Our route on the west face of Latok II, 7.108 meters.© Expedition Latok 1997

Alexander climbs on the exposed West Ridge on his first Latok II expedition in 1995.Shortly after this photo was taken they had to retreat because of a storm.© Expedition Latok 1995

Left: Alexander in camp at 5.600 meters in the hugecentral couloir of the west face. Right: Hard aid:Toni Gutsch on pitch 4. © Expedition Latok 1997

Hard aid II – Toni Gutsch on pitch 3.© Expedition Latok 1997

Toni Gutsch on one of several pitches of A3. The free hanging rope gives an idea of the steepness. The dots in the sky are`nt stars butreflections of snowflakes in the sun.  © Expedition Latok 1997

Our portaledges halfway up the wall at6500 meters. © Expedition Latok 1997 

Left: A wild offwidth. Right: Alexander lounging in theportaledge at 6.500 meters. © Expedition Latok 1997

Left:Hooks are mandatory. Alexander on pitch 10.
Right: A sea of granite. A wall, more compact thanEl Capitan. Toni Gutschon pitch 11. © Expedition Latok 1997

Thomas looking for the way on the west faceat 6800 meters. © Expedition Latok 1997

Brave Heart – Thomas at the anchor at6.700 meters. © Expedition Latok 1997

Left: Alexander and Thomas just below the summit. Right: On the descent – Toni, four haulbags and Alexander on their way down. © Expedition Latok 1997

Thomas and Alexander on the summit of Latok II. In contrast to the wall, the summit is a flat snowy dome. © Expedition Latok 1997

Toni, Alexander and Thomas on the summit of Latok II. The Ogre can be seen in the background. © Expedition Latok 1997

Conrad Anker on the summit of Latok II.© Expedition Latok 1997


Latok II

Karakorum / Pakistan




Words: Alexander Huber


After our failure two years earlier, I was the only one of that expedition that returned to the west face of Latok II (7.108 m) in 1997. The 2.000 meter west face presents one of the obvious challenges of modern alpinism: Climbing a hard big wall up a relentlessly steep granite face at an altitude between 6.000 and 7.000 meters.

Never before had such a difficult and tall face been attempted at such high altitude, at 7.000 meters above sea level. Even today, no one has climbed a big wall that is at higher altitude.

The team consisted of Toni Gutsch, Conrad Anker from the US, and my brother Thomas. Because of the rockfall in the approach couloir that hindered our attempt in 1995, we arrived in base camp a month earlier to find better conditions.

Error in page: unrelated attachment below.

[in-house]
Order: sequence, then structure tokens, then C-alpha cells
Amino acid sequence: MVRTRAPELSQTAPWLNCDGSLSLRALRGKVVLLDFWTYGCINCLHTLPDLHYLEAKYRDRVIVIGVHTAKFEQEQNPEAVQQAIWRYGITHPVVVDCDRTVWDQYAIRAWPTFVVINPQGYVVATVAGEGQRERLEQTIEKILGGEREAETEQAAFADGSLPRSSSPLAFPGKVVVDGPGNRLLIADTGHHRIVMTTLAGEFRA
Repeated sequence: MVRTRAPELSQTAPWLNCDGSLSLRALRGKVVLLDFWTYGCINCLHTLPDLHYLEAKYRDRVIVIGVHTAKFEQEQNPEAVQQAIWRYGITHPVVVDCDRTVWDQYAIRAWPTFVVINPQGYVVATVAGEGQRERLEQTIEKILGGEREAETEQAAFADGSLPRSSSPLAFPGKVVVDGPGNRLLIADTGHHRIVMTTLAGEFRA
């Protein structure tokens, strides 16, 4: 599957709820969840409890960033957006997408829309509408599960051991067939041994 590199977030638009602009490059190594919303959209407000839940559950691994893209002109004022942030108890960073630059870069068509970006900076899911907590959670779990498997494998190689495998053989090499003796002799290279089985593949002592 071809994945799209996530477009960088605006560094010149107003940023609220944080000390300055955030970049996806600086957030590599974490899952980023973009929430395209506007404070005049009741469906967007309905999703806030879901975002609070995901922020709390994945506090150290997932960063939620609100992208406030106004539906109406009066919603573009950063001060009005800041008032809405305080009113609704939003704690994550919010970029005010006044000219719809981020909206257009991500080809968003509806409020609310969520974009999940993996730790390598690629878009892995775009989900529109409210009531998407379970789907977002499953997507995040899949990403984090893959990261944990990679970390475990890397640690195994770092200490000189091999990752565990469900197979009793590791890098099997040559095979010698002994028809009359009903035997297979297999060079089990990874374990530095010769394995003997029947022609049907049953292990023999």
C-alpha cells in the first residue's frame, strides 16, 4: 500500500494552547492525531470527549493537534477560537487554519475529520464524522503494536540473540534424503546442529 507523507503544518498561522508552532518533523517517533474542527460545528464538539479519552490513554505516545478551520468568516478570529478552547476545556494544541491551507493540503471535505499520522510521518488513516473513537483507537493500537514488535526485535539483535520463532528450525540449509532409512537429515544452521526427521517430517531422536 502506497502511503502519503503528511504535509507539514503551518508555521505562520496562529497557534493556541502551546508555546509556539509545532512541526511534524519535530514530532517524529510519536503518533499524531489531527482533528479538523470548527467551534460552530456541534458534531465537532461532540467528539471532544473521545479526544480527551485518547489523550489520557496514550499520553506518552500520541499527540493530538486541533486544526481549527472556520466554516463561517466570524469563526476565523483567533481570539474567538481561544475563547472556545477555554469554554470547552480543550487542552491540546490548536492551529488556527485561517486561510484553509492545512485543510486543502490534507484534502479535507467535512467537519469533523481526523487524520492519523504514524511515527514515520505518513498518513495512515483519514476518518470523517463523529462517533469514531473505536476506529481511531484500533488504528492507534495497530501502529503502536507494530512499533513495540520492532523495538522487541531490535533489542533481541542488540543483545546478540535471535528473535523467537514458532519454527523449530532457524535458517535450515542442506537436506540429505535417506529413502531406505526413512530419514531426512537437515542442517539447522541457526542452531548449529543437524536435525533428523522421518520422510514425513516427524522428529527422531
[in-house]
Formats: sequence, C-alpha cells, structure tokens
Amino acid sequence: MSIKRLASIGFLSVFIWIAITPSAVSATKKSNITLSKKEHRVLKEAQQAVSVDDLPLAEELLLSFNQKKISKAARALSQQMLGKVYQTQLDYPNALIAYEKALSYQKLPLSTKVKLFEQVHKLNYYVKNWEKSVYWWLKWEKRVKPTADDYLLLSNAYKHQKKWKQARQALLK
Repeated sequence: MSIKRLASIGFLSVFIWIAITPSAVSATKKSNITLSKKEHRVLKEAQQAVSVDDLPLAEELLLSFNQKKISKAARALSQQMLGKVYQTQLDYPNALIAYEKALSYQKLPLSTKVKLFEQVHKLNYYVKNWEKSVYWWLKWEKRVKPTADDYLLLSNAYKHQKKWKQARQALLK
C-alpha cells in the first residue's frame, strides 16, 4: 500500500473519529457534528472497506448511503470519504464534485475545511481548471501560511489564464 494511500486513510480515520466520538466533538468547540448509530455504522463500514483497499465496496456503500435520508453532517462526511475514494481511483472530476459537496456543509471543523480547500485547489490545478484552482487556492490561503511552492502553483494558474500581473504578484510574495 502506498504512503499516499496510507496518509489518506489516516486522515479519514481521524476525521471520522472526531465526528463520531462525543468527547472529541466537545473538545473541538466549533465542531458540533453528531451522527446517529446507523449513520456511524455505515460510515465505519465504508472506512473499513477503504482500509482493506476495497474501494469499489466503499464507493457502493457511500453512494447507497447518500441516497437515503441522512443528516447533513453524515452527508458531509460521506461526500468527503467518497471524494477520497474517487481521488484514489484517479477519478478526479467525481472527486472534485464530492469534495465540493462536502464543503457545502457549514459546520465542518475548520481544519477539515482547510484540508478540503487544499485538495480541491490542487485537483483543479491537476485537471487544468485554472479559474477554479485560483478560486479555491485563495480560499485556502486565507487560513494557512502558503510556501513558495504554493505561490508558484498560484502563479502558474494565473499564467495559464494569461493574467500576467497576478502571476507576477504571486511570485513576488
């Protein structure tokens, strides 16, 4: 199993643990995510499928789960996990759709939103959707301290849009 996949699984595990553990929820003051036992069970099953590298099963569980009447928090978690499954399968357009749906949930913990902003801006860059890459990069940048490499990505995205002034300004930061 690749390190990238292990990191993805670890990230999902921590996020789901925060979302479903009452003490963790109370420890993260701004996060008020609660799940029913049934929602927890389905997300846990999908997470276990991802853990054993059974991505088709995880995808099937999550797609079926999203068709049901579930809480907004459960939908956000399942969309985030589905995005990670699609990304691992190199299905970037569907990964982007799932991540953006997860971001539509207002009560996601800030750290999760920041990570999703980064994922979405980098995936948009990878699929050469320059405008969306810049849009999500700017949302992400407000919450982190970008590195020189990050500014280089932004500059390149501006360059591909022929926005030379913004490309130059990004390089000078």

After establishing camps at 5.400 and 6.000 meters respectively, we had finished our acclimatisation, but as is so often the case, our chances of success would depend on the weather. We needed extraordinarily good weather. We were lucky and enjoyed the rare treat of more than a week of beautiful weather. Trying to free as much as possible to make fast progress up the wall, we still managed no more than 150 meters per day on the central part of the wall: hard aid climbing and the cold mornings until the sun warmed the west face in the afternoon slowed us down. It ended up being quite the fight, but we worked together perfectly and in the end we reached the summit of Latok II on July 19, 1997.

All four of us stood on the summit together that day. A summit which is the exact opposite of the wall below: A large, flat plateau, which we were so excited to reach: the end of a dream that had been our obsession for several years.

The descent was a proper adventure in its own right. The conditions in the approach couloir, which we now rapped down, had seriously deteriorated during the last days because of the heat.
Rock fall took two of our haul bags, with 50 kilos of gear inside them, and from one moment to the next, half of the stuff we’d taken up the wall was lost. The mountain made it clear that we were no longer welcome.

At 9 am the next morning, we finally stood on the glacier, on safe terrain. The only thing separating us from base camp were 2 hours of annoying walking. In base camp, Ismail and Kassim welcomed us with a proper feast - luxury at 4400 meters above sea level. It was only after arriving camp that we felt like we’d been successful. The summit certainly was the highlight of the trip, but the real goal - our healthy return - we had only reached now.


THE Panmah Muztagh


Source: Wikipedia


The Panmah Muztagh is a subrange of the Karakoram range, in Baltistan, a district of the Northern Areas of Pakistan. Its highest peaks are not particularly high by Karakoram standards, but they are exceedingly steep rock spires, unlike many of the peaks in the surrounding subranges.

In particular, the highest of the Panmah peaks, Baintha Brakk (The Ogre) (7.285 m/23.901 feet), is a very difficult climb; it has seen only two ascents. The nearby Latok group is of similar difficulty. Both groups lie on the north side of the long Biafo Glacier.

The Panmah Muztagh lies in the heart of the Karakoram, northwest of the Baltoro Muztagh (home of the eight thousand meter peaks of the Karakoram), and southeast of the Hispar Muztagh. On the southwest, it is separated from the Spantik-Sosbun Mountains by the Biafo Glacier. The Skamri Glacier and the Braldu Glacier separate it from the Wesm Mountains to the north. The Panmah, Nobande Sobande, Choktoi, and Chiring Glaciers lie within the range.


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The Latok group is a small cluster of dramatic rock peaks in the Panmah Muztagh, part of the central Karakoram mountain range in Pakistan.

They lie just to the east of the Ogre group, dominated by Baintha Brakk. To the immediate south of the Latok group lies the Baintha Lukpar Glacier, a small tributary of the Biafo Glacier, one of the main glaciers of the Karakoram. On the north side of the group lies the Choktoi Glacier.



7.108 m
Karakoram, Pakistan



2.200 m / 1.000 m big wall, VI, 26 pitches, 5.10/A3+



1997, Thomas and Alexander Huber,

Toni Gutsch and Conrad Anker


Latok II
Latok II